Mechanical Work

From GM-RKB
(Redirected from Work (physics))
Jump to: navigation, search

A Mechanical Work is a physical force on a physical object that results in a displacement (in the direction of the force).



References

2015

  • (Wikipedia, 2015) ⇒ http://en.wikipedia.org/wiki/Work_(physics) Retrieved:2015-12-29.
    • In physics, a force is said to do work if, when acting on a body, there is a displacement of the point of application in the direction of the force. For example, when a ball is held above the ground and then dropped, the work done on the ball as it falls is equal to the weight of the ball (a force) multiplied by the distance to the ground (a displacement).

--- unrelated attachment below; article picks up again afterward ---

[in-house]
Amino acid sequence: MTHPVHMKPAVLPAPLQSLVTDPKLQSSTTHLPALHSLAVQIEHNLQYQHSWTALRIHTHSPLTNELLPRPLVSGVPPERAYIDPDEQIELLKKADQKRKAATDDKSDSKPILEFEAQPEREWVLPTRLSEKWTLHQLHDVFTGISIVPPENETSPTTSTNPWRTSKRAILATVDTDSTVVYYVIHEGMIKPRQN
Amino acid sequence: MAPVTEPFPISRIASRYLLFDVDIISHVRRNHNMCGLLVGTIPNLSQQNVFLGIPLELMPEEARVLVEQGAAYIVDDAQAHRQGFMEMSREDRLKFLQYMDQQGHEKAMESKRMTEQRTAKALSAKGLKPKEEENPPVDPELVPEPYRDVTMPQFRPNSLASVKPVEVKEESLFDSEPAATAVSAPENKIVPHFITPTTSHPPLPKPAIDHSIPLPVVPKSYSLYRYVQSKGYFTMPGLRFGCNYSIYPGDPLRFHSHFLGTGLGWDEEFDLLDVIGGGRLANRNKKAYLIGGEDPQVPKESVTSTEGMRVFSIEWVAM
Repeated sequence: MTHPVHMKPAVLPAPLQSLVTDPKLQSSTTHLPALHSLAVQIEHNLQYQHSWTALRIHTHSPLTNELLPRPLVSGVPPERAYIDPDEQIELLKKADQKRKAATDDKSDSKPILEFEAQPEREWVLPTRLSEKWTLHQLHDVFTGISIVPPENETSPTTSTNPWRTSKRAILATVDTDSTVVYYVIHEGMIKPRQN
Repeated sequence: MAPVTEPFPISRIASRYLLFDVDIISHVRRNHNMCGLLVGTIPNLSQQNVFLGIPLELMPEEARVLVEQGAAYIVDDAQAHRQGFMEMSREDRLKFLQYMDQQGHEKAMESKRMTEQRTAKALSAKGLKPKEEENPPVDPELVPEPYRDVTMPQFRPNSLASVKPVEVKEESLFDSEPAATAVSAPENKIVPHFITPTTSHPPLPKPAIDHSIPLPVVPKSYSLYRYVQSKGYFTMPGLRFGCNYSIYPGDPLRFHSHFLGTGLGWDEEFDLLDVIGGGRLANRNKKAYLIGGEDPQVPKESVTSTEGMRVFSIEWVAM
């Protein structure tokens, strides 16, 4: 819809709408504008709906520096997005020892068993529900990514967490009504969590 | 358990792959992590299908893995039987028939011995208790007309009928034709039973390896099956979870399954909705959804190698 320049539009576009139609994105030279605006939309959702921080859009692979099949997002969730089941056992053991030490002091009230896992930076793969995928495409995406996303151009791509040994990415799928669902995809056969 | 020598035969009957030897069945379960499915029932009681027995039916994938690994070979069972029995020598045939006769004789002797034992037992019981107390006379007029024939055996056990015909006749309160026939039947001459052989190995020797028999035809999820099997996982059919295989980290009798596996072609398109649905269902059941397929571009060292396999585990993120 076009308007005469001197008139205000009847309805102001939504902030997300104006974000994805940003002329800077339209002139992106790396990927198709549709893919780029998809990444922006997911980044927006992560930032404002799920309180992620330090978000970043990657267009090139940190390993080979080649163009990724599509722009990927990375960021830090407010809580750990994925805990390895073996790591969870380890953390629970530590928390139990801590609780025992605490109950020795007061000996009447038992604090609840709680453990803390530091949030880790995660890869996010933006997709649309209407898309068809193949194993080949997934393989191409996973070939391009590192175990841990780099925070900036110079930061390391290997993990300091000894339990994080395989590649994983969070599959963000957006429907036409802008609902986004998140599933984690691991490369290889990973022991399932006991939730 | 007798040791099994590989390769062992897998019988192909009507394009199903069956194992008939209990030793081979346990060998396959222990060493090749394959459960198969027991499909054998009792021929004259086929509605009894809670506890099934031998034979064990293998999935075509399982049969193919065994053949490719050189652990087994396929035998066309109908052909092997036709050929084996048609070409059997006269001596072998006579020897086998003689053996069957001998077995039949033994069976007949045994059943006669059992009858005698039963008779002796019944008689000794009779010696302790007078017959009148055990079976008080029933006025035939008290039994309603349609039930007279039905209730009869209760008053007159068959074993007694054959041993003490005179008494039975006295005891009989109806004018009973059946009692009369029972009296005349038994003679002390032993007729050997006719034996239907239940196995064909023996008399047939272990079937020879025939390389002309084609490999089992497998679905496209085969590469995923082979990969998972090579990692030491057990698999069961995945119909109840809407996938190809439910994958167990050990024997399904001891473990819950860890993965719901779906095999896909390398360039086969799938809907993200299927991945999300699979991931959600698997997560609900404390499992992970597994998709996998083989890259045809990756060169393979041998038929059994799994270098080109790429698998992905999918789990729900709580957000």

The term work was introduced in 1826 by the French mathematician Gaspard-Gustave Coriolis [1] as "weight lifted through a height", which is based on the use of early steam engines to lift buckets of water out of flooded ore mines. The SI unit of work is the newton-metre or joule (J).

  1. Coriolis, Gustave. (1829). Calculation of the Effect of Machines, or Considerations on the Use of Engines and their Evaluation (Du Calcul de l'effet des Machines, ou Considérations sur l'emploi des Moteurs et sur Leur Evaluation). Paris: Carilian-Goeury, Libraire.